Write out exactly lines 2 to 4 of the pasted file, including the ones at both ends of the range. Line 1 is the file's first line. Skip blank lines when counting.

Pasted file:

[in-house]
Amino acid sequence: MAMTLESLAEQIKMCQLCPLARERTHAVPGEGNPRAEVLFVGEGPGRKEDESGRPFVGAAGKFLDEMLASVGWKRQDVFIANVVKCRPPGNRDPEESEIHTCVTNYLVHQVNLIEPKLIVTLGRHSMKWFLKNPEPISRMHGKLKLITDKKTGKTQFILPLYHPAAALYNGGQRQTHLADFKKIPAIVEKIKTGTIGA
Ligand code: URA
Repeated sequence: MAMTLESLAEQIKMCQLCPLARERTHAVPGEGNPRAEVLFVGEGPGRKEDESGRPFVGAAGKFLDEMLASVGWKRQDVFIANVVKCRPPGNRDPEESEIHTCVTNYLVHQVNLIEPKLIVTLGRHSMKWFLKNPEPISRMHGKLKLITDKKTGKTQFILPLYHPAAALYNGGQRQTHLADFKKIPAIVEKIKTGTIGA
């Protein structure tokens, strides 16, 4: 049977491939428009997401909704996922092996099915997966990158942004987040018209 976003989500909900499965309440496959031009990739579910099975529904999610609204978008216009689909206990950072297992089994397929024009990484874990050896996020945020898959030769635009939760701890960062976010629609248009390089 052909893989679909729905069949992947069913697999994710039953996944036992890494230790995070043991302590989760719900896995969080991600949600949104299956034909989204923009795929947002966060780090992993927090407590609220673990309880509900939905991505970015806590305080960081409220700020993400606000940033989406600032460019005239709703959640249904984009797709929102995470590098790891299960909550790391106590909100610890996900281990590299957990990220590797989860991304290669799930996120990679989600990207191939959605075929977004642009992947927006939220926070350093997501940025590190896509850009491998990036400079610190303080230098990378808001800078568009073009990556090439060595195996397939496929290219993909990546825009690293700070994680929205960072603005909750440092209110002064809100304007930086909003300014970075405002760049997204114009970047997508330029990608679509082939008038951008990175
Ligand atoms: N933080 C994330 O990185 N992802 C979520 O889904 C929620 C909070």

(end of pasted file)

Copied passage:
Amino acid sequence: MAMTLESLAEQIKMCQLCPLARERTHAVPGEGNPRAEVLFVGEGPGRKEDESGRPFVGAAGKFLDEMLASVGWKRQDVFIANVVKCRPPGNRDPEESEIHTCVTNYLVHQVNLIEPKLIVTLGRHSMKWFLKNPEPISRMHGKLKLITDKKTGKTQFILPLYHPAAALYNGGQRQTHLADFKKIPAIVEKIKTGTIGA
Ligand code: URA
Repeated sequence: MAMTLESLAEQIKMCQLCPLARERTHAVPGEGNPRAEVLFVGEGPGRKEDESGRPFVGAAGKFLDEMLASVGWKRQDVFIANVVKCRPPGNRDPEESEIHTCVTNYLVHQVNLIEPKLIVTLGRHSMKWFLKNPEPISRMHGKLKLITDKKTGKTQFILPLYHPAAALYNGGQRQTHLADFKKIPAIVEKIKTGTIGA